PEABODY — The last time the St. John’s Prep football team was on field turf, they were celebrating a Division 1 Super Bowl championship at Bentley University last December.
Last night on the turf at Bishop Fenwick’s Donaldson Field, the celebration was much more subtle. The Eagles are keenly aware that their New England Championship in the Northeast 7v7 tournament offers no guarantees of success this fall, but still represents a great first step.
The silver bowl style trophy they earned last night by beating St. Paul’s of Connecticut in the final, 16-14, and the assortment of Under Armour gear the players receive for participating are handsome rewards.
“It’s organized backyard football,” said the Prep’s Jake Burt, a 6-foot-4 tight end who’s a force in a 7-on-7 setting because of his reach and ability to ‘box out’ defenders. “I’m out here doing what I’ve always down in backyard football — going up for the ball.”
The Prep was one of 24 teams at Fenwick last night to compete for the New England title. The clubs were divided into six brackets of four, and each team played three games before the top two from each bracket advanced.
St. John’s won its first three games to advance and earn a bye; it then defeated Portsmouth and Chelmsford to reach the final against St. Paul, a team featuring UConn-commit Logan Marchi at quarterback.
“He threw some dimes out there. To go against a team like that, with some good athletes and a great quarterback, we had a bunch of fun out there,” said Johnny Thomas, St. John’s Prep’s Maryland-committed running back, who made some dazzling athletic catches along the sidelines throughout the evening.
Quarterback Michael Geaslen was sharp for St. John’s and, along with Burt and Thomas, Owen Rockett proved to be a versatile threat on both offense and defense.
“He rarely misses; the kid has hands like glue,” said Thomas, jokingly adding, “Owen might have better hands than my friend (and recently graduated Eagles stalwart) Gerald (Kahari).”
The Northeast 7v7 events, sponsored by Under Armour and organized in part by Swamspcott head football coach Steve Dembowski, has grown by leaps and bounds over the last few seasons. The tournament now features three regionals — North (held in New Hampshire), South (held at Oliver Ames) and East (held last Saturday here at Fenwick). The games are typically 20-30 minutes and are contested with a snapper, quarterback and receivers against the defense. One touch signifies a tackle, and the quarterback must throw the ball within four seconds or he’s considered sacked. The officials are regular high school referees.
The benefits to the players are twofold: first, they can practice their routes and timing in the passing games (and their ability to defense the pass on the other side of the ball), and secondly, they can build team chemistry in a competitive atmosphere.
“We look at it as a team-builder. They guys are out playing together — I think they played seven games over two days,” said Bishop Fenwick head coach and athletic director Dave Woods. “They’re together; that’s the biggest thing. They’re running around and even though there’s no pads on, they’re building a relationship between quarterback and receiver.”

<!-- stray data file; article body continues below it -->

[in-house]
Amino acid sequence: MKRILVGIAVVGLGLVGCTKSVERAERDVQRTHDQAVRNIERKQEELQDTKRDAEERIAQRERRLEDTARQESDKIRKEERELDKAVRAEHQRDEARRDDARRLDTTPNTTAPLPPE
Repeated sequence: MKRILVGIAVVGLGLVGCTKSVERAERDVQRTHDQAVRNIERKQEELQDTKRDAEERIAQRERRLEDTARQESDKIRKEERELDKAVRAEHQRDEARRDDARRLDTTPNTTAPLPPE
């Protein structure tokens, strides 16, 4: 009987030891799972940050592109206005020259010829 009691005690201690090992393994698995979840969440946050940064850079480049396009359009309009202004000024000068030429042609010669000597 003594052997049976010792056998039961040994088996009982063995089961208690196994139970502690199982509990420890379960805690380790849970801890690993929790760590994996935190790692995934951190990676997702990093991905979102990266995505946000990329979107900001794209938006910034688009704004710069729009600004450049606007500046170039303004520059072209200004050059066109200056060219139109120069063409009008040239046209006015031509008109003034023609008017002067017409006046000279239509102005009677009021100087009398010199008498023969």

Swampscott and Fenwick were the only local teams to qualify for New England’s besides St. John’s Prep. Fenwick was eliminated in pool play and the Big Blue went 2-1, but lost on a tiebreaker and didn’t advance. Around the North Shore, Winthrop advanced to the 12-team playoff but lost, and Lynn English went to the semis before falling to St. Paul’s.
From the Northeastern Conference, eight of the 11 teams (all but Peabody, Beverly and Marblehead) participated in a Northeast 7v7 event, and eight of the 12 from Cape Ann League did, too, along with Pingree.
In all, 64 teams (40 Saturday and 24 last night) were involved in competition on Fenwick’s campus this week; the games were spread between Donaldson Field and the sprawling grass behind Fenwick’s baseball and softball diamonds.
“It’s a ton of exposure and it’s a great thing for the school to be able to host something like this,” said Woods. “This place has been busy.”
The knock on 7-on-7 football is, of course, that there are no linemen, no hitting and no running game. That’s true, but you can’t discount the ability to work on specific skills.
Take Fenwick junior Rufus Rushins, a bruising running back who loves contact. He took all kinds of positives from playing.
“One of the things I’ve heard from some colleges is that they’d like to see me catch the ball some more, so I look at it as a chance to work on that and get better at it,” said Rushins. “Playing really helps with team bonding and helps us develop some chemistry with some of the new quarterbacks. You never know what’s going to happen during a season and who might have to play.”
There was plenty of attention on Reading and Chelmsford, who battled in the East final and again in the semis yesterday. Chelmsford won, setting up a rematch of Saturday’s semi with St. John’s. The Eagles were pleased to win this time around, coming from behind to triumph, 26-24.
“It was close at the end and nice to get them after they beat us Saturday,” said Burt.
“It feels good to accomplish something before the actual season starts,” Thomas added.